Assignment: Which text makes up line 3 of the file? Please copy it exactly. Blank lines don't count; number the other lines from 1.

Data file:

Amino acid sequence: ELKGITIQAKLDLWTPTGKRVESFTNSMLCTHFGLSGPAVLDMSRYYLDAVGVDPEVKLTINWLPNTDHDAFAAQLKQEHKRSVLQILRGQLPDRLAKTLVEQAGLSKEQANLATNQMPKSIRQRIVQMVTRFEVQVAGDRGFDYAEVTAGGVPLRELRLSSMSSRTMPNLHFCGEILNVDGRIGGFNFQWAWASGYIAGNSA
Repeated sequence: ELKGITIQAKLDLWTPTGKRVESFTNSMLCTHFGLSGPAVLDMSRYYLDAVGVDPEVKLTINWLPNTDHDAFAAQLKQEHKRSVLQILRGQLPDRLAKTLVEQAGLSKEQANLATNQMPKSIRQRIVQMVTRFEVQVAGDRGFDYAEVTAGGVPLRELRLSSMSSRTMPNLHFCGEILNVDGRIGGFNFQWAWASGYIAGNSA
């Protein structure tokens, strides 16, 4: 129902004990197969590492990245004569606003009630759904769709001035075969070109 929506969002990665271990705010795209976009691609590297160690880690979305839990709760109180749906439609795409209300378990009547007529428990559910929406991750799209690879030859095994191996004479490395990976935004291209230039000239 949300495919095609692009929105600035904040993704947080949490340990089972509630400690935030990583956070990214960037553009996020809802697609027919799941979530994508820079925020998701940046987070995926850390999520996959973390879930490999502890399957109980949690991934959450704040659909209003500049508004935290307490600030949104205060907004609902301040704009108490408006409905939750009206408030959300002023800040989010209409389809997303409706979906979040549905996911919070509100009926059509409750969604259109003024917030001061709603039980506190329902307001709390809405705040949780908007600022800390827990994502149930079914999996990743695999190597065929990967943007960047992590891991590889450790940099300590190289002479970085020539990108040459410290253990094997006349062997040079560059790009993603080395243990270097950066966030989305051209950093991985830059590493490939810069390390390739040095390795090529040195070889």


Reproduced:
């Protein structure tokens, strides 16, 4: 129902004990197969590492990245004569606003009630759904769709001035075969070109 929506969002990665271990705010795209976009691609590297160690880690979305839990709760109180749906439609795409209300378990009547007529428990559910929406991750799209690879030859095994191996004479490395990976935004291209230039000239 949300495919095609692009929105600035904040993704947080949490340990089972509630400690935030990583956070990214960037553009996020809802697609027919799941979530994508820079925020998701940046987070995926850390999520996959973390879930490999502890399957109980949690991934959450704040659909209003500049508004935290307490600030949104205060907004609902301040704009108490408006409905939750009206408030959300002023800040989010209409389809997303409706979906979040549905996911919070509100009926059509409750969604259109003024917030001061709603039980506190329902307001709390809405705040949780908007600022800390827990994502149930079914999996990743695999190597065929990967943007960047992590891991590889450790940099300590190289002479970085020539990108040459410290253990094997006349062997040079560059790009993603080395243990270097950066966030989305051209950093991985830059590493490939810069390390390739040095390795090529040195070889």